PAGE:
With the busy spring selling season nearly upon us, plenty of would-be buyers are preparing to hit the real estate websites to see what new stock is about. Potential buyers may engage a building inspector because they have done so in the past or have had a great recommendation from family or friends. Others are only motivated to do an inspection if they think they can use the report to negotiate a better price. But what are some of the biggest mistakes they make when it comes to a home inspection?
FICTION – Not every purchase needs an inspection
FACT – A home inspection is one of the most important steps you can take to make sure your new home is a sound investment and a safe place to live. It is vital to do your homework before making the biggest purchase of your life. Most people would never dream of buying a car without getting a mechanic or a RACV check. Having a building inspection done by an experienced building inspector, even on a new-build home, should be one of the highest priorities for a buyer because it will assist in making an informed purchase decision.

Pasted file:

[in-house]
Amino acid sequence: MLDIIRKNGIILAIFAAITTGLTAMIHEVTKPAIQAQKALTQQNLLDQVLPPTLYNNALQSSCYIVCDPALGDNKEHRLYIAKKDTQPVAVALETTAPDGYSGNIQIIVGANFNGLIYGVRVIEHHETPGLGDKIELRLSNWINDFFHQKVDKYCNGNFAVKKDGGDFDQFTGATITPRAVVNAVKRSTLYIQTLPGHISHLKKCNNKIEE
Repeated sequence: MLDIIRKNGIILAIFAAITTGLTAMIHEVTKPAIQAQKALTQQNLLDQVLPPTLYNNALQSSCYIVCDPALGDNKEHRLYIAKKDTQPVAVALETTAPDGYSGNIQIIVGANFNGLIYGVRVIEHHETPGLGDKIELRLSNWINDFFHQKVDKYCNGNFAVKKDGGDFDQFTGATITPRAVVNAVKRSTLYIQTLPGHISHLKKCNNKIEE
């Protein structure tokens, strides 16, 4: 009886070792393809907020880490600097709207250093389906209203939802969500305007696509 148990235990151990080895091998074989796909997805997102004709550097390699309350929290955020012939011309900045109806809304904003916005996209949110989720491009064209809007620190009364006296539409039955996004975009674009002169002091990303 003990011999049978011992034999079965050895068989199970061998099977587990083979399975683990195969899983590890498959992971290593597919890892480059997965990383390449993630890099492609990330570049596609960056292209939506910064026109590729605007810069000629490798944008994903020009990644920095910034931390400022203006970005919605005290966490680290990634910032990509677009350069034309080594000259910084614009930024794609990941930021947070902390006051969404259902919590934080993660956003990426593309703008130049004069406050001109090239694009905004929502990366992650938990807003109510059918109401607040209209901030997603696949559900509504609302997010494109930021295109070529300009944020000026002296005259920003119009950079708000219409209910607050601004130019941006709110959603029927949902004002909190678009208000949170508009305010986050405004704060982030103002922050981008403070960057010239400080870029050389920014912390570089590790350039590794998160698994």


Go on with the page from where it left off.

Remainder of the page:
To the untrained eye a building might appear to be in good order, but it is a far safer option to draw on the experience of a reputable building inspector who can look for problems lurking below the surface. We find newly renovated constructions which usually look fantastic but are often not built according to Australian Standards can be a disaster waiting to happen.
FICTION – I have a builder friend who can look over the building and he will do a similar job to a building inspector